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NFL Draft

Can Amari Cooper Be NFL’s Best WR?

  • The Draft Network
  • September 6, 2021
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An offense that appears set to take off in 2021, the Dallas Cowboys are ready to meet their fan base’s lofty expectations after struggling with injury and ultimately falling well short of their goals a year ago. While All-Pro running back Ezekiel Elliott is back and ready to bounce back from a fairly disappointing campaign, the Cowboys also have an embarrassment of riches to help compliment their stud ball-carrier. Aside from Elliott, eyes will be focused on second-year receiver CeeDee Lamb and the type of jump he can make in Year 2 after he totaled an impressive 936 receiving yards as a rookie, despite being forced to catch passes from backup quarterbacks for most of the season.

While the return of Dak Prescott at quarterback has constantly been mentioned this offseason in reference to how it will benefit the likes of Elliott and Lamb, not enough is being said about Amari Cooper.

Cooper led the Cowboys in catches (92) and receiving yards (1,114) a year ago. With his elite quarterback back in the picture, the sky's the limit for Cooper in 2021, and the former Alabama standout knows it.

“I think I’m the best receiver in the league,” Cooper said during a media session on Monday. “But there’s a difference between thinking you’re the best and actually going out there and proving it. Do I think I’m the best? Yes. Have I proven it? I wouldn't say I have.”

We respect Cooper’s honesty. He’s been an excellent player since arriving in Dallas in 2018 but has yet to do enough to get mentioned among the DeAndre Hopkins’ and Davante Adams’ of the world. An excellent route-runner that’s an easy separator, Cooper offers a dynamic skill set for the returning Prescott.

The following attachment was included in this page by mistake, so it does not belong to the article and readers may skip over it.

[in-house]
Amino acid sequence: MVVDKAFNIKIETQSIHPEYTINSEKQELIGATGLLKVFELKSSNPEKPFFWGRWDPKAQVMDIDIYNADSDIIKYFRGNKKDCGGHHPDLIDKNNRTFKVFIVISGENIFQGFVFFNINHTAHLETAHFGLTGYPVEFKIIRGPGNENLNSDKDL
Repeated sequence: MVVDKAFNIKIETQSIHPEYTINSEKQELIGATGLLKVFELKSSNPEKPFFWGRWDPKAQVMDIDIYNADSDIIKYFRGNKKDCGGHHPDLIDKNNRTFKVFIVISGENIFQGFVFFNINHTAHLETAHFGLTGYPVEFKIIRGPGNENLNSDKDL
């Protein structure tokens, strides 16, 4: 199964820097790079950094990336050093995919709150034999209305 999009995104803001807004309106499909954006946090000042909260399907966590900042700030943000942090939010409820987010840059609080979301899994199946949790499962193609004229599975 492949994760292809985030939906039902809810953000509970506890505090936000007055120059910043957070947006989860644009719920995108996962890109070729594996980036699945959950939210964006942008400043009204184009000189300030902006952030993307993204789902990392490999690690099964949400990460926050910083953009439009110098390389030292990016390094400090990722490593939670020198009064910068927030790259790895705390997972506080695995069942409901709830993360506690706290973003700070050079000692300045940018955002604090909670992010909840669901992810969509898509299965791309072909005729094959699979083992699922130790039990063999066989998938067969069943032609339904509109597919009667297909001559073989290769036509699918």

This offense is going to COOK in 2021. When healthy, Dallas presents a “pick your poison” type of dilemma for opposing defenses. Do you focus on their dangerous rushing attack and try to take Elliott out of the game, or do you double team one of Cooper or Lamb on the outside, leaving Elliott with a lighter box to run against? It’s a question that defensive coordinators will be asking themselves on a weekly basis.

With Prescott back healthy, we wouldn’t rule out Cooper making a Stefon Diggs-like leap this season. Prior to 2020, Diggs was seen as an excellent player but was rarely given the kind of respect we give him today. In fact, Diggs’ 2019 season was fairly comparable to Cooper’s 2020 campaign. In his final year in Minnesota, Diggs finished the season with 1,130 yards and six touchdowns. Cooper recorded just 16 fewer yards (1,114) and one fewer touchdown (5) in 2020 than Diggs did in 2019.

Diggs was then traded to Buffalo and took off in their high-octane offense. Just look at what Josh Allen did for Diggs’ production and reputation. A healthy Prescott could do the same for Cooper. It could be exactly what Cooper needs in order to take the next step.

It’s worth noting that these situations aren’t exactly the same. Cooper will have to share the ball with the likes of Elliott, Lamb, and Michael Gallup in 2021. Diggs didn’t (and still doesn’t) have the kind of competition for targets and touches in Buffalo. Still, Cooper seems to be entering the season with the drive and determination to meet the goals he’s set for himself. We wouldn’t bet against him establishing himself amongst the truly elite this season.

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The Draft Network